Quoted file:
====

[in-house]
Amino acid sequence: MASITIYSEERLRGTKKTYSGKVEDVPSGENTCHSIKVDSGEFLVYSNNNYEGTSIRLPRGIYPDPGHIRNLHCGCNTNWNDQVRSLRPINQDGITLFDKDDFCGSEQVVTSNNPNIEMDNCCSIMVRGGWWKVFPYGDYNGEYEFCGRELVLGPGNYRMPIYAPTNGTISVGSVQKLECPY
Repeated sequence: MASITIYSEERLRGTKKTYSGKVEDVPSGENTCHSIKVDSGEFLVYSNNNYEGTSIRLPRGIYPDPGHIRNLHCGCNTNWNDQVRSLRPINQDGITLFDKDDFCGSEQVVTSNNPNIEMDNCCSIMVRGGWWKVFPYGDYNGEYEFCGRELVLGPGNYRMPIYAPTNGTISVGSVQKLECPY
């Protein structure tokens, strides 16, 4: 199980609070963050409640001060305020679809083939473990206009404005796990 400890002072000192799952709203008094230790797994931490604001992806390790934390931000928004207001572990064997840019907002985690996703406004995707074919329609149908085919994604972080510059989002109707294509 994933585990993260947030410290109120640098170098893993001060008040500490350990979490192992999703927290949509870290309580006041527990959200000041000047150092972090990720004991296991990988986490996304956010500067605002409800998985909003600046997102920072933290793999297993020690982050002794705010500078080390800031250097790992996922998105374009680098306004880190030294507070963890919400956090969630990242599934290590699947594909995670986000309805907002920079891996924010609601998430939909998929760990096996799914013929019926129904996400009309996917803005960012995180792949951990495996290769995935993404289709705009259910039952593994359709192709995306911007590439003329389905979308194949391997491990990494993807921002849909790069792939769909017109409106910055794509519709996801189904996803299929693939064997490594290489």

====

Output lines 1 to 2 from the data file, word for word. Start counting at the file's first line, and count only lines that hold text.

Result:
[in-house]
Amino acid sequence: MASITIYSEERLRGTKKTYSGKVEDVPSGENTCHSIKVDSGEFLVYSNNNYEGTSIRLPRGIYPDPGHIRNLHCGCNTNWNDQVRSLRPINQDGITLFDKDDFCGSEQVVTSNNPNIEMDNCCSIMVRGGWWKVFPYGDYNGEYEFCGRELVLGPGNYRMPIYAPTNGTISVGSVQKLECPY